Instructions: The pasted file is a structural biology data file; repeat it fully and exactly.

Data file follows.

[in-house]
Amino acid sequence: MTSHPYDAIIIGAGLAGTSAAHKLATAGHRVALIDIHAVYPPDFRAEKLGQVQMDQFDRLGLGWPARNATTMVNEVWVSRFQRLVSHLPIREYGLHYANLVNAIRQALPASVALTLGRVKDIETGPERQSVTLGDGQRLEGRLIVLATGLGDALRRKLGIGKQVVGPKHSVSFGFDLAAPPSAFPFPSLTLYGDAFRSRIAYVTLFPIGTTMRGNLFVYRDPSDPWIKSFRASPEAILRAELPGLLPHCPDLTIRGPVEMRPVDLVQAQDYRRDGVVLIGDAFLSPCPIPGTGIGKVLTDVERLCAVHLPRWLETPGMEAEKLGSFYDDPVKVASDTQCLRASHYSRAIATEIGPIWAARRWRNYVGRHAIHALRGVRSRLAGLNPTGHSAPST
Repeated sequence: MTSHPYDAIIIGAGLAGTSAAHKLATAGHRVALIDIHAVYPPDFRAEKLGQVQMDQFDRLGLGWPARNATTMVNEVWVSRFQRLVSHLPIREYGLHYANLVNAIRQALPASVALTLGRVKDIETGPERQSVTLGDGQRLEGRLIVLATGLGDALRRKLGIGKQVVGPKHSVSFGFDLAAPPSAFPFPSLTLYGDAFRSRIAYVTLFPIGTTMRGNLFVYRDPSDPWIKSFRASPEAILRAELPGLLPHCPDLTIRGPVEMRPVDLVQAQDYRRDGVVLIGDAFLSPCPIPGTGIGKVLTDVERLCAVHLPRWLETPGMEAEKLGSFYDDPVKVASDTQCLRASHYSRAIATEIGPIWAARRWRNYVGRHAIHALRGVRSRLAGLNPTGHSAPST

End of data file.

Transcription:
[in-house]
Amino acid sequence: MTSHPYDAIIIGAGLAGTSAAHKLATAGHRVALIDIHAVYPPDFRAEKLGQVQMDQFDRLGLGWPARNATTMVNEVWVSRFQRLVSHLPIREYGLHYANLVNAIRQALPASVALTLGRVKDIETGPERQSVTLGDGQRLEGRLIVLATGLGDALRRKLGIGKQVVGPKHSVSFGFDLAAPPSAFPFPSLTLYGDAFRSRIAYVTLFPIGTTMRGNLFVYRDPSDPWIKSFRASPEAILRAELPGLLPHCPDLTIRGPVEMRPVDLVQAQDYRRDGVVLIGDAFLSPCPIPGTGIGKVLTDVERLCAVHLPRWLETPGMEAEKLGSFYDDPVKVASDTQCLRASHYSRAIATEIGPIWAARRWRNYVGRHAIHALRGVRSRLAGLNPTGHSAPST
Repeated sequence: MTSHPYDAIIIGAGLAGTSAAHKLATAGHRVALIDIHAVYPPDFRAEKLGQVQMDQFDRLGLGWPARNATTMVNEVWVSRFQRLVSHLPIREYGLHYANLVNAIRQALPASVALTLGRVKDIETGPERQSVTLGDGQRLEGRLIVLATGLGDALRRKLGIGKQVVGPKHSVSFGFDLAAPPSAFPFPSLTLYGDAFRSRIAYVTLFPIGTTMRGNLFVYRDPSDPWIKSFRASPEAILRAELPGLLPHCPDLTIRGPVEMRPVDLVQAQDYRRDGVVLIGDAFLSPCPIPGTGIGKVLTDVERLCAVHLPRWLETPGMEAEKLGSFYDDPVKVASDTQCLRASHYSRAIATEIGPIWAARRWRNYVGRHAIHALRGVRSRLAGLNPTGHSAPST